« Reply #32 on: September 10, 2006, 03:18:04 AM »
@Stefan, back to the magnetic-cooling system. The phenomenon you refer to cannot explain away Finsrud?s perpetuum mobile. Aside for the fact that it is not at all evident that this magnetic-cooling effect is present in Finsrud?s steel ball, even if it is present its effect would be the opposite to those necessary to drive the ball. Think about it, the magnetic-cooling effect in the experiments you gave link to is due to imparting work to the system ? you need to bring the material into a magnetic field and then remove it from there. There are many other principles which use work to produce a refrigerator effect. Your fridge doesn?t cool down spontaneously, you have to plug it to the mains.

Thus, even if there were a cooling effect in Finsrud?s device of the type you describe it would consume rather than produce work. As a matter of fact, the common materials (stainless steel and ceramic magnets) are not known to produce any tangible heat effects due to the introduction in and out of the field which sometimes is very rapid and the fields are very high. The article you cite describes special conditions and very special alloys. And, as I said, even if Finsrud had used such alloys, he would not have been able to have the ball turning for hours with no input energy observing at the same time the cooling effect you describe ? the cooling effect requires spending of energy.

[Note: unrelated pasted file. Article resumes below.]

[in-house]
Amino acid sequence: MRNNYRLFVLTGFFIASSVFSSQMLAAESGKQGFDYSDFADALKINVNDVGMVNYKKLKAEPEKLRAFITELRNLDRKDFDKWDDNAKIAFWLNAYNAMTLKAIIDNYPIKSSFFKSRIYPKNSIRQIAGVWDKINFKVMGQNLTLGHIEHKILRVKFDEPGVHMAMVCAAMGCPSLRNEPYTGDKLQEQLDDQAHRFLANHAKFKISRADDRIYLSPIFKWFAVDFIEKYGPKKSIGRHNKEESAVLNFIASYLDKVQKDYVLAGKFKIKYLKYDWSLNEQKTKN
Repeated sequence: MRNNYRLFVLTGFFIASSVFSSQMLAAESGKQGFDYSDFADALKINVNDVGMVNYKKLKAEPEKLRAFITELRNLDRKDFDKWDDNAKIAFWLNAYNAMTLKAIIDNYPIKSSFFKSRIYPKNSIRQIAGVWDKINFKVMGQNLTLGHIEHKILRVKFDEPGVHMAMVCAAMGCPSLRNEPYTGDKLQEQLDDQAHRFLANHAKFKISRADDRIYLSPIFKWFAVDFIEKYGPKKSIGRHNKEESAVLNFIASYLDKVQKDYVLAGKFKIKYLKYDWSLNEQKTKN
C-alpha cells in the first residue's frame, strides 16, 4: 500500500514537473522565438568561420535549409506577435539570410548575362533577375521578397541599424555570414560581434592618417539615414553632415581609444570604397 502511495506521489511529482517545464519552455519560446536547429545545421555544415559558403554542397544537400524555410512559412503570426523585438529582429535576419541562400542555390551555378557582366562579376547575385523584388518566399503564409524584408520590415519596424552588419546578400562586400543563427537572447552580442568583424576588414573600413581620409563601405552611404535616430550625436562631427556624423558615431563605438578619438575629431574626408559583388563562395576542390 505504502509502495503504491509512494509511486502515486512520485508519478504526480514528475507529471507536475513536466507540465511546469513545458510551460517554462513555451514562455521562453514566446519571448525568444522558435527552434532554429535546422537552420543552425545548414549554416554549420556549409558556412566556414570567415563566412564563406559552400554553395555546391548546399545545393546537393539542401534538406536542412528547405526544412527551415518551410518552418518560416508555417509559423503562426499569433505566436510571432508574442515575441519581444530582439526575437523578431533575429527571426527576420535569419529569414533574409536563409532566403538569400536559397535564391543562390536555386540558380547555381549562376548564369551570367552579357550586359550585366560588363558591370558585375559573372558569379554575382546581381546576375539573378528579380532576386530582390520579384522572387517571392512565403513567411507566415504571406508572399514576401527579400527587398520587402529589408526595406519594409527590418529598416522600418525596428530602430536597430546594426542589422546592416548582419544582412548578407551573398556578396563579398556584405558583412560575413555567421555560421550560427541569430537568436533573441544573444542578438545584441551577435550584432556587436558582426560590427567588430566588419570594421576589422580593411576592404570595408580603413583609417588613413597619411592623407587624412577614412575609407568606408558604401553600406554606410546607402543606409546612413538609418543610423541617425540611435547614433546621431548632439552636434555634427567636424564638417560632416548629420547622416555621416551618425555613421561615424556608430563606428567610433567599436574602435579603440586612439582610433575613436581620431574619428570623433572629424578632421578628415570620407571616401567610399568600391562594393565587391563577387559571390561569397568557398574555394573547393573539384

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Re: Finsrud's Perpetuum Mobile
« Reply #32 on: September 10, 2006, 03:18:04 AM »
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Offline hartiberlin

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Re: Finsrud's Perpetuum Mobile